June 2019 appears to have been the tipping point when the chorus of complaints that too few companies control too much of all human endeavor began to slide toward a broader call for some form of antitrust action. It’s an argument that’s been made for several years now: four huge companies – Apple, Google, Facebook, and Amazon – shouldn’t be able to run the world. They do, but I see cracks in the ramparts.

Big tech seems to have become too big to fail. Where would we be without any one of them? But, as we learned in the Great Recession of 2008, there is no such thing as “too big to fail”.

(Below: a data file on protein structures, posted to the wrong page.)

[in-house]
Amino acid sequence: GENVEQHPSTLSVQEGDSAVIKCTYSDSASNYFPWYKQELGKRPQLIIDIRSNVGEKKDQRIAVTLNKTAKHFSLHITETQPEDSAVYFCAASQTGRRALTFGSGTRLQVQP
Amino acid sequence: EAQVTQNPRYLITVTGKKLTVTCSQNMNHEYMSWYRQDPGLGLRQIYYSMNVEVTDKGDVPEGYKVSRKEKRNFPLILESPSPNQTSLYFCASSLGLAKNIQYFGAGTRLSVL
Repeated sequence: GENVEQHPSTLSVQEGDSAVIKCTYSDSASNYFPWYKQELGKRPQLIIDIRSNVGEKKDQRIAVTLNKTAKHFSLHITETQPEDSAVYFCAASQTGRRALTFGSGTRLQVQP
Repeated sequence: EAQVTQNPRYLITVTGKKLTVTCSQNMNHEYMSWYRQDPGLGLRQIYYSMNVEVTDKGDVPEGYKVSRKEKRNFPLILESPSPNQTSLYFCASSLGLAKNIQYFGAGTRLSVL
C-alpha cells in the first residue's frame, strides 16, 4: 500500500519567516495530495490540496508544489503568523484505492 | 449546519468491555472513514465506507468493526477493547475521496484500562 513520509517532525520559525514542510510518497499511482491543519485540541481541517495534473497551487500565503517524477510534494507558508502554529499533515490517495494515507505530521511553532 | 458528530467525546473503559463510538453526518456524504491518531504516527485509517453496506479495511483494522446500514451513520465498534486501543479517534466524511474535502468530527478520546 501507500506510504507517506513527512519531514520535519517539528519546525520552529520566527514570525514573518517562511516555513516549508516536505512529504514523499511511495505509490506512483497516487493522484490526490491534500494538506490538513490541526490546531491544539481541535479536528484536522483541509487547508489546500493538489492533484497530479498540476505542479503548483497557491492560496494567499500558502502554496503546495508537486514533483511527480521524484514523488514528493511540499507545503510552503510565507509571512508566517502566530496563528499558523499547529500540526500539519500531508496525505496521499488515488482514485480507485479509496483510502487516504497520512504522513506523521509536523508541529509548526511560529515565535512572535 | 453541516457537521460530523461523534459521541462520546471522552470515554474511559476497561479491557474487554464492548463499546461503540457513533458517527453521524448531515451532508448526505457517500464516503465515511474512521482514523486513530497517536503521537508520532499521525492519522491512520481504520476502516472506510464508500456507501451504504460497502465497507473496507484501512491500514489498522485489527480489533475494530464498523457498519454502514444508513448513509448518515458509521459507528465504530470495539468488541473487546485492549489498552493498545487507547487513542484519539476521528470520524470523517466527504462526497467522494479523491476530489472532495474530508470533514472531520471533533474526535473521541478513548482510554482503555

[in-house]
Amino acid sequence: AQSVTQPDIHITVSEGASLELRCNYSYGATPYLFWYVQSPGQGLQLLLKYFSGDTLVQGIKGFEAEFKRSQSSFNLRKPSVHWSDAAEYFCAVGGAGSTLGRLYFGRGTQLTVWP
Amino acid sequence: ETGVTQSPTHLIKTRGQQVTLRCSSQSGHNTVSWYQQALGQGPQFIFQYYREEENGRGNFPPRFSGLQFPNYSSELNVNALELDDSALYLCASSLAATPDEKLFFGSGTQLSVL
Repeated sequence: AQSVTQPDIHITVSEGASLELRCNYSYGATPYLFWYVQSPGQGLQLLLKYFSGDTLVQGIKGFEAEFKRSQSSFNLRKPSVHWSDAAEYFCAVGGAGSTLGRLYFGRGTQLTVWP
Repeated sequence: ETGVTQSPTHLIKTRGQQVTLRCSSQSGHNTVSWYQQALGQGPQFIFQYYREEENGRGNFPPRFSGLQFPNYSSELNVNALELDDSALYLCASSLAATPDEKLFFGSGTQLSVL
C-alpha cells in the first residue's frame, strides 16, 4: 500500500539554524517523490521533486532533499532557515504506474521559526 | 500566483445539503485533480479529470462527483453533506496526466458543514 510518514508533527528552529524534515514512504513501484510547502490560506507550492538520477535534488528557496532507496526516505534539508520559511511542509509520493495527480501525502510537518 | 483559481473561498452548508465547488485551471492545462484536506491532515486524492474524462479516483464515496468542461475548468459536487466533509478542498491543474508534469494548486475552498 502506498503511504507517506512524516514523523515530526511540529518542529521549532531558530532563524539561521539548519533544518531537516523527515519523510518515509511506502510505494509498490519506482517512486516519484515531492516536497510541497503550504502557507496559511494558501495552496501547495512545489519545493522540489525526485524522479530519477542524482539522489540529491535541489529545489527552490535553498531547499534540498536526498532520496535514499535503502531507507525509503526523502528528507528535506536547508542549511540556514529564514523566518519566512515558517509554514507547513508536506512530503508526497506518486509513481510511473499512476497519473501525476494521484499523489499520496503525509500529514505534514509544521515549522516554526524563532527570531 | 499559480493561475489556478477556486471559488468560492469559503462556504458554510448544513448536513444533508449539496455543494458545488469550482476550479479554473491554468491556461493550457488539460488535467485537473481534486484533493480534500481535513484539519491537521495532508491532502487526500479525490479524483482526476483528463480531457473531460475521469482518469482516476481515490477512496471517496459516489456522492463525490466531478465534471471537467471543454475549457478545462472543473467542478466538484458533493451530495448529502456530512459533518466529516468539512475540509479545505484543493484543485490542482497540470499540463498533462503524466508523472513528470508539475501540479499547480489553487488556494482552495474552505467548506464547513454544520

Restlessness about tech monopolies is emerging as a major issue in the early jousting for the Democratic presidential nomination. Wall Street, as usual, saw it coming. The shares of all four companies, stellar outperformers for years, have seen high volatility in the past few quarters. Among the many articles that have appeared recently, the Wall Street Journal called the gathering storm a “backlash against Silicon Valley.” It’s more complicated, potentially monumental, and beginning to look inevitable that market forces — as opposed to government intervention — will play the deciding role. “Too big to fail” by definition means “too big to adapt”.

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